January 08, 2008
What Does Business Want in This Election Year
Posted by Daniel Sokol

The US Chamber of Commerce, the group that represents "3 million businesses, nearly 3,000 state and local chambers, 830 associations, and over 90 American Chambers of Commerce abroad" has released its priorities for 2008 in terms of legislation and regulation that should and should not be supported.

Legislation that the US Chamber supports:

  • Education and the Workforce- strengthen and reauthorize the No Child Left Behind Act, Workforce Investment Act, and the Higher Education Act.
  • Transportation- reauthorize the FAA and the Airport and Airway Trust Fund.
  • Trade-support US free trade agreements.
  • Energy-expand exploration and push for full implementation of the innovative technology provisions contained in the Energy Policy Act of 2005.
  • Intellectual Property-pass the Prioritizing Resources and Organization for Intellectual Property Act.
  • Health Care-encourages widespread adoption of Health IT and Small Business Health Plans to expand employer-based coverage.
  • Capital Markets-secure a one-year delay in Section 404 compliance for smaller public companies and oppose proposals to increase shareholder activism.
  • Due Process Rights-push for passage of the Attorney-Client Privilege Protection Act.
  • Visa Reform-expand both temporary and permanent visa programs.
  • Small Business- lobby to allow small businesses to be reimbursed for attorneys' fees when successfully challenging the government's regulatory actions; work to pass the Small Business Liability Reform Act; and support a Small Business Administration reauthorization bill that includes strong and stable SBA 7(a) and 504 lending programs.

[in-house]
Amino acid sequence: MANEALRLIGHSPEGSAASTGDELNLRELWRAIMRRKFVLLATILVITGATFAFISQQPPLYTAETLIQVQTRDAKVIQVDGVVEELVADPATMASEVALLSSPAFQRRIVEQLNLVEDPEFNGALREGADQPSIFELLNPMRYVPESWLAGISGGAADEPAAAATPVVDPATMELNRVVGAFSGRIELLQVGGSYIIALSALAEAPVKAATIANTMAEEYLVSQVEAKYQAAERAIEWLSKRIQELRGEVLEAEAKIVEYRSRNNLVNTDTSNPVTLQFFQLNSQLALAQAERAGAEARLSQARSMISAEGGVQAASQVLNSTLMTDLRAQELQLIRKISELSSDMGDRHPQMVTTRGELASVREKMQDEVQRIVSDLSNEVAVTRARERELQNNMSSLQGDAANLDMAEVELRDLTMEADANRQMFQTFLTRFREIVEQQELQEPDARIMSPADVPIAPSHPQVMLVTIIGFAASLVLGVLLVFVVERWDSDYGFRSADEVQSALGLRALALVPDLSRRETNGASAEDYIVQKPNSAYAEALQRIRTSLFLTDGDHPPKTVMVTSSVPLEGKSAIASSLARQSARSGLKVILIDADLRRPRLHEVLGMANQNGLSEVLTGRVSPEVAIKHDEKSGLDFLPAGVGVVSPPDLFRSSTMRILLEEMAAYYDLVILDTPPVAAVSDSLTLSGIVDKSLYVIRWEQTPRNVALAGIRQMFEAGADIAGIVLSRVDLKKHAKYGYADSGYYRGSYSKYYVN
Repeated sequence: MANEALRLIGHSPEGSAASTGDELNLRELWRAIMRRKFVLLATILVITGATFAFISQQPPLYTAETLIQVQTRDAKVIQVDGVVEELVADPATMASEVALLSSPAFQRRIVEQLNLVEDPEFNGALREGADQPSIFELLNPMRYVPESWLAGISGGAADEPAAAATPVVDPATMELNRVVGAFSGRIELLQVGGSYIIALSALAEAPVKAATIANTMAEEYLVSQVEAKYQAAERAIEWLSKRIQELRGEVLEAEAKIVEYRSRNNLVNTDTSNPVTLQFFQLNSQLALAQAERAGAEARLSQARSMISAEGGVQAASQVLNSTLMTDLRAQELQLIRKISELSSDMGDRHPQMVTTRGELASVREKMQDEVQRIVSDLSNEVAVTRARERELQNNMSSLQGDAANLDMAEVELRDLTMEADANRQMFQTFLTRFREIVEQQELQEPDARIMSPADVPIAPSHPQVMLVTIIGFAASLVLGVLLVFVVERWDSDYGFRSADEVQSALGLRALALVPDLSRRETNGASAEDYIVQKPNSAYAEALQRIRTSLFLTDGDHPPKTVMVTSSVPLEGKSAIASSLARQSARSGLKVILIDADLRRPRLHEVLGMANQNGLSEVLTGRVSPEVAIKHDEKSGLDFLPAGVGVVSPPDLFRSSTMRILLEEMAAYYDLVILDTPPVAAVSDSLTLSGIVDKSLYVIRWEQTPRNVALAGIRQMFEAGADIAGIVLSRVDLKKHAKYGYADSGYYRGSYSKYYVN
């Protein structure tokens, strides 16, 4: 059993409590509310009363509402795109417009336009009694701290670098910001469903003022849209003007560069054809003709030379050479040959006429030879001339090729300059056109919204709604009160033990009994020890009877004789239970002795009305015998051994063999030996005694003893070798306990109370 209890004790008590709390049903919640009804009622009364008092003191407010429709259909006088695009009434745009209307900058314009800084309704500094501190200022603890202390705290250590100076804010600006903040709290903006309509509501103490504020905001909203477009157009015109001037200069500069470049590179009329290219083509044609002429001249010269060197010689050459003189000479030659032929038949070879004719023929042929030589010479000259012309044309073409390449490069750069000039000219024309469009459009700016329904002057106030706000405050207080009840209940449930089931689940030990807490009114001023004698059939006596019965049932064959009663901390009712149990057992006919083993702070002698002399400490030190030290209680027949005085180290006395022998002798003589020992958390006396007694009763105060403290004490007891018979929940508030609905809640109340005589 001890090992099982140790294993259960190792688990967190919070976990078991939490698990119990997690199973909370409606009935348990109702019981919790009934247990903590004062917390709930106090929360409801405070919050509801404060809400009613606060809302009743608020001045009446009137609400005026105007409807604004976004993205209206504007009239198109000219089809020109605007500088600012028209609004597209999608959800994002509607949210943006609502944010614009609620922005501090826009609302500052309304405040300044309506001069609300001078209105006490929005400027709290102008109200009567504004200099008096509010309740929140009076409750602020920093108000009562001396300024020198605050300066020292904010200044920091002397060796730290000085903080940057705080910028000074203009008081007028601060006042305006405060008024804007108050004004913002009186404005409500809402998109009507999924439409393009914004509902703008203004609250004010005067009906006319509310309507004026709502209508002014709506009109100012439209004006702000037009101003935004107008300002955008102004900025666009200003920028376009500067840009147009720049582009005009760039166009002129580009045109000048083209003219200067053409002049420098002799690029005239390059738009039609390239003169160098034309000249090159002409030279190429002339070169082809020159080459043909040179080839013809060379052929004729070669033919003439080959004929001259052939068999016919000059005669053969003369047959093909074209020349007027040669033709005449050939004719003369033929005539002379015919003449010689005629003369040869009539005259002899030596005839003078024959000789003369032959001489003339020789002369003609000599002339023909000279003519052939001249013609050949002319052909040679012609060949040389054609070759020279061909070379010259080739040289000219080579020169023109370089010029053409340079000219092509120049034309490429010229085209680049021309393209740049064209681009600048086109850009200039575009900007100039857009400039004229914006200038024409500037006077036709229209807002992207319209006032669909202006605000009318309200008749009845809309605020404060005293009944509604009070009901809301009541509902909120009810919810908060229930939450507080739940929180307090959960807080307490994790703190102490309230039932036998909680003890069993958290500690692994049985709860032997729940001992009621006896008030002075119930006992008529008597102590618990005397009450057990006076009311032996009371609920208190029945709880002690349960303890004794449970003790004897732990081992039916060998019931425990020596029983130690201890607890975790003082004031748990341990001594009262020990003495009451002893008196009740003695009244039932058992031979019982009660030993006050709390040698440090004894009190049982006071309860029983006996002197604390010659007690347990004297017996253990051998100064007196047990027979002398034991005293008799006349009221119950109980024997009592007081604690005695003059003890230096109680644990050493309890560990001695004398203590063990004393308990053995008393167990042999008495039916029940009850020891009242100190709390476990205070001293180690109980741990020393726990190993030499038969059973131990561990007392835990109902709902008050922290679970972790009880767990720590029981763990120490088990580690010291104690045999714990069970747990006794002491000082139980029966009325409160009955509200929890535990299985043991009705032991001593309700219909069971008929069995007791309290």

Of these, a number make sense.  On immigration (disclosure: I am a naturalized US citizen and first member of my family to become a US citizen) there are two types of immigration issues, neither of which are currently being adequately addressed.  The first problem is that of the lack of sufficient H1B visa for high skilled workers.  This should be the easier one to solve politically.  Highly skilled foreign workers in the US = increased innovation, more growth and more jobs.  I have yet to see any academic study that comes out with a conclusion that high skilled immigration is bad for the US.  Undocumented immigration is politically more divisive, as the Iowa caucuses reminded us.  The fact is that the US economy relies on undocumented workers in a number of industries, particularly in agriculture.  I wonder what exactly the US Chamber will lobby for to address the issue of undocumented immigrants.  I am a bit surprised that education aims does not include reforms to promote more higher education.  On trade, the US Chamber has been a big supporter of free trade agreements.  The number of free trade Democrats left in Congress perhaps may be counted on both hands.  This is a big change since Clinton got NAFTA passed.  The US Chamber (among others) needs to be more effective in explaining the benefits to the US economy of increased trade liberalization.  I think that the current administration has not been as effective on this as it needed to be.  On transportation issues, why doesn't the US Chamber focus on domestic infrastructure improvement for roads, rail and bridges (but not bridges to nowhere).  Sure, this is not sexy but a well functioning infrastructure is important  to economic growth and development.  Though the US Chamber does not endorse specific candidates, you get a sense from the list of which candidates business would want to support in the upcoming Presidential and Congressional elections.

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